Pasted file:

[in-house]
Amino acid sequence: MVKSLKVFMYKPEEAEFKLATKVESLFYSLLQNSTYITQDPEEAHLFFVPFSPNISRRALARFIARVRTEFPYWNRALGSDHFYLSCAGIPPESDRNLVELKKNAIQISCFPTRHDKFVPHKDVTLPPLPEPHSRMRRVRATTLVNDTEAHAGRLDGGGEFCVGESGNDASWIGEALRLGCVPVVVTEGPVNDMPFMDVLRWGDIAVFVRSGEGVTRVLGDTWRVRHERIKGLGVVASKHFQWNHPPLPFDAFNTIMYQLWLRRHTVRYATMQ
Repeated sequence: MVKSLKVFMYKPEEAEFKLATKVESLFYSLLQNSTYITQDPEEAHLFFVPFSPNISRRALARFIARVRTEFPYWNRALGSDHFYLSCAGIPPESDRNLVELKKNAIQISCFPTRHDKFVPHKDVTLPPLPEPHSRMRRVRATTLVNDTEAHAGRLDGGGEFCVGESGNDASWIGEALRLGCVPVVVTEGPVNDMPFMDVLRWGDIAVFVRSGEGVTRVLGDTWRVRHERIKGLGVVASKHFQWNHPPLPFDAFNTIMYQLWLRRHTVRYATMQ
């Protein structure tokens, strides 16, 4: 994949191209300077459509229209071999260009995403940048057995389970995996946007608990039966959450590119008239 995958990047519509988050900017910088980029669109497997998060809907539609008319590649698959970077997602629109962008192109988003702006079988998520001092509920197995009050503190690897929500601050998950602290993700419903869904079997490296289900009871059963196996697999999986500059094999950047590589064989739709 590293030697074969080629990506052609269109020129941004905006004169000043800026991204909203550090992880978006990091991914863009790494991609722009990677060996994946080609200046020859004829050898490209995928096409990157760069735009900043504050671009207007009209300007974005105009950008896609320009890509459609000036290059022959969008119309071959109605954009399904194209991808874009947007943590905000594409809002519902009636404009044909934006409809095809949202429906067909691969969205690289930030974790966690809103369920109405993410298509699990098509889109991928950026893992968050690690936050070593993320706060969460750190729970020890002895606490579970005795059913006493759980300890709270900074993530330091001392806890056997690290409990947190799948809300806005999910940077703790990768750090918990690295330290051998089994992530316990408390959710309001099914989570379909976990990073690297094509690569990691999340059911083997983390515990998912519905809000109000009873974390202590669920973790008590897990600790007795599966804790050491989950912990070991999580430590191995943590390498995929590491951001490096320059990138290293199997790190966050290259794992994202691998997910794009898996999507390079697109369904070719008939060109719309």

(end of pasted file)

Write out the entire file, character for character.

[in-house]
Amino acid sequence: MVKSLKVFMYKPEEAEFKLATKVESLFYSLLQNSTYITQDPEEAHLFFVPFSPNISRRALARFIARVRTEFPYWNRALGSDHFYLSCAGIPPESDRNLVELKKNAIQISCFPTRHDKFVPHKDVTLPPLPEPHSRMRRVRATTLVNDTEAHAGRLDGGGEFCVGESGNDASWIGEALRLGCVPVVVTEGPVNDMPFMDVLRWGDIAVFVRSGEGVTRVLGDTWRVRHERIKGLGVVASKHFQWNHPPLPFDAFNTIMYQLWLRRHTVRYATMQ
Repeated sequence: MVKSLKVFMYKPEEAEFKLATKVESLFYSLLQNSTYITQDPEEAHLFFVPFSPNISRRALARFIARVRTEFPYWNRALGSDHFYLSCAGIPPESDRNLVELKKNAIQISCFPTRHDKFVPHKDVTLPPLPEPHSRMRRVRATTLVNDTEAHAGRLDGGGEFCVGESGNDASWIGEALRLGCVPVVVTEGPVNDMPFMDVLRWGDIAVFVRSGEGVTRVLGDTWRVRHERIKGLGVVASKHFQWNHPPLPFDAFNTIMYQLWLRRHTVRYATMQ
């Protein structure tokens, strides 16, 4: 994949191209300077459509229209071999260009995403940048057995389970995996946007608990039966959450590119008239 995958990047519509988050900017910088980029669109497997998060809907539609008319590649698959970077997602629109962008192109988003702006079988998520001092509920197995009050503190690897929500601050998950602290993700419903869904079997490296289900009871059963196996697999999986500059094999950047590589064989739709 590293030697074969080629990506052609269109020129941004905006004169000043800026991204909203550090992880978006990091991914863009790494991609722009990677060996994946080609200046020859004829050898490209995928096409990157760069735009900043504050671009207007009209300007974005105009950008896609320009890509459609000036290059022959969008119309071959109605954009399904194209991808874009947007943590905000594409809002519902009636404009044909934006409809095809949202429906067909691969969205690289930030974790966690809103369920109405993410298509699990098509889109991928950026893992968050690690936050070593993320706060969460750190729970020890002895606490579970005795059913006493759980300890709270900074993530330091001392806890056997690290409990947190799948809300806005999910940077703790990768750090918990690295330290051998089994992530316990408390959710309001099914989570379909976990990073690297094509690569990691999340059911083997983390515990998912519905809000109000009873974390202590669920973790008590897990600790007795599966804790050491989950912990070991999580430590191995943590390498995929590491951001490096320059990138290293199997790190966050290259794992994202691998997910794009898996999507390079697109369904070719008939060109719309």